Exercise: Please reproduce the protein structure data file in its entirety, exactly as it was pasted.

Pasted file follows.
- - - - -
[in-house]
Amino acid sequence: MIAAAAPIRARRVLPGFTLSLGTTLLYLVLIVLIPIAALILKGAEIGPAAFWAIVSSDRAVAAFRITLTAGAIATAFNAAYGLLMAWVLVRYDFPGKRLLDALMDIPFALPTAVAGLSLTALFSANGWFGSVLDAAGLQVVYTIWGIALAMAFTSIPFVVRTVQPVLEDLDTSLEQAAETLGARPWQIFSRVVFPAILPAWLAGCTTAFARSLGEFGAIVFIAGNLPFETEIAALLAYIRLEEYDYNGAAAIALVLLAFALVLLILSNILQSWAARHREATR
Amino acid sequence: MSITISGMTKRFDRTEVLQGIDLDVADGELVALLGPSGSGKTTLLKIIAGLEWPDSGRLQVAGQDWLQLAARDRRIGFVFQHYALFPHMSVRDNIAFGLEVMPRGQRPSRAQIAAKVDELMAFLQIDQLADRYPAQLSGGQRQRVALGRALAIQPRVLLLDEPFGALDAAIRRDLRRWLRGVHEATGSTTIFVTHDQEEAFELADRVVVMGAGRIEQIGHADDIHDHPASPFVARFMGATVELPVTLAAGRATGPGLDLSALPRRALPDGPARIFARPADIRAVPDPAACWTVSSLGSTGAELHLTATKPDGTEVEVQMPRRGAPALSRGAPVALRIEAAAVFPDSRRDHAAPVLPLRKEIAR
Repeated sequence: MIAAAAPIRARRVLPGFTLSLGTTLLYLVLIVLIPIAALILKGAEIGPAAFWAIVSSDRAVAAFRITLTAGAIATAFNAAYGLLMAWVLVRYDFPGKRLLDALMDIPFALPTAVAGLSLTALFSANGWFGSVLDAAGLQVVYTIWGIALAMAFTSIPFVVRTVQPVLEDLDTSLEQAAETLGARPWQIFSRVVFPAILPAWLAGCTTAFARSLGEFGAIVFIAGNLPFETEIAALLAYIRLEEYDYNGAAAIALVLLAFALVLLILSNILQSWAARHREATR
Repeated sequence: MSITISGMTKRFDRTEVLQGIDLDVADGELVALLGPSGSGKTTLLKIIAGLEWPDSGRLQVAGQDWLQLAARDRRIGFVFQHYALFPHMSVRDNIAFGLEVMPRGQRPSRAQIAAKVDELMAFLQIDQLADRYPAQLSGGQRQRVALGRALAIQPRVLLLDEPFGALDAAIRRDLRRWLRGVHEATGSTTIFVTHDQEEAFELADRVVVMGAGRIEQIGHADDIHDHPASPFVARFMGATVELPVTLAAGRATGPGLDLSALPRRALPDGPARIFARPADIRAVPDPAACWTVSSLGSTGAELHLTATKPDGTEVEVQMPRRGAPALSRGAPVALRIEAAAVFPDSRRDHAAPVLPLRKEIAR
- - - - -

[in-house]
Amino acid sequence: MIAAAAPIRARRVLPGFTLSLGTTLLYLVLIVLIPIAALILKGAEIGPAAFWAIVSSDRAVAAFRITLTAGAIATAFNAAYGLLMAWVLVRYDFPGKRLLDALMDIPFALPTAVAGLSLTALFSANGWFGSVLDAAGLQVVYTIWGIALAMAFTSIPFVVRTVQPVLEDLDTSLEQAAETLGARPWQIFSRVVFPAILPAWLAGCTTAFARSLGEFGAIVFIAGNLPFETEIAALLAYIRLEEYDYNGAAAIALVLLAFALVLLILSNILQSWAARHREATR
Amino acid sequence: MSITISGMTKRFDRTEVLQGIDLDVADGELVALLGPSGSGKTTLLKIIAGLEWPDSGRLQVAGQDWLQLAARDRRIGFVFQHYALFPHMSVRDNIAFGLEVMPRGQRPSRAQIAAKVDELMAFLQIDQLADRYPAQLSGGQRQRVALGRALAIQPRVLLLDEPFGALDAAIRRDLRRWLRGVHEATGSTTIFVTHDQEEAFELADRVVVMGAGRIEQIGHADDIHDHPASPFVARFMGATVELPVTLAAGRATGPGLDLSALPRRALPDGPARIFARPADIRAVPDPAACWTVSSLGSTGAELHLTATKPDGTEVEVQMPRRGAPALSRGAPVALRIEAAAVFPDSRRDHAAPVLPLRKEIAR
Repeated sequence: MIAAAAPIRARRVLPGFTLSLGTTLLYLVLIVLIPIAALILKGAEIGPAAFWAIVSSDRAVAAFRITLTAGAIATAFNAAYGLLMAWVLVRYDFPGKRLLDALMDIPFALPTAVAGLSLTALFSANGWFGSVLDAAGLQVVYTIWGIALAMAFTSIPFVVRTVQPVLEDLDTSLEQAAETLGARPWQIFSRVVFPAILPAWLAGCTTAFARSLGEFGAIVFIAGNLPFETEIAALLAYIRLEEYDYNGAAAIALVLLAFALVLLILSNILQSWAARHREATR
Repeated sequence: MSITISGMTKRFDRTEVLQGIDLDVADGELVALLGPSGSGKTTLLKIIAGLEWPDSGRLQVAGQDWLQLAARDRRIGFVFQHYALFPHMSVRDNIAFGLEVMPRGQRPSRAQIAAKVDELMAFLQIDQLADRYPAQLSGGQRQRVALGRALAIQPRVLLLDEPFGALDAAIRRDLRRWLRGVHEATGSTTIFVTHDQEEAFELADRVVVMGAGRIEQIGHADDIHDHPASPFVARFMGATVELPVTLAAGRATGPGLDLSALPRRALPDGPARIFARPADIRAVPDPAACWTVSSLGSTGAELHLTATKPDGTEVEVQMPRRGAPALSRGAPVALRIEAAAVFPDSRRDHAAPVLPLRKEIAR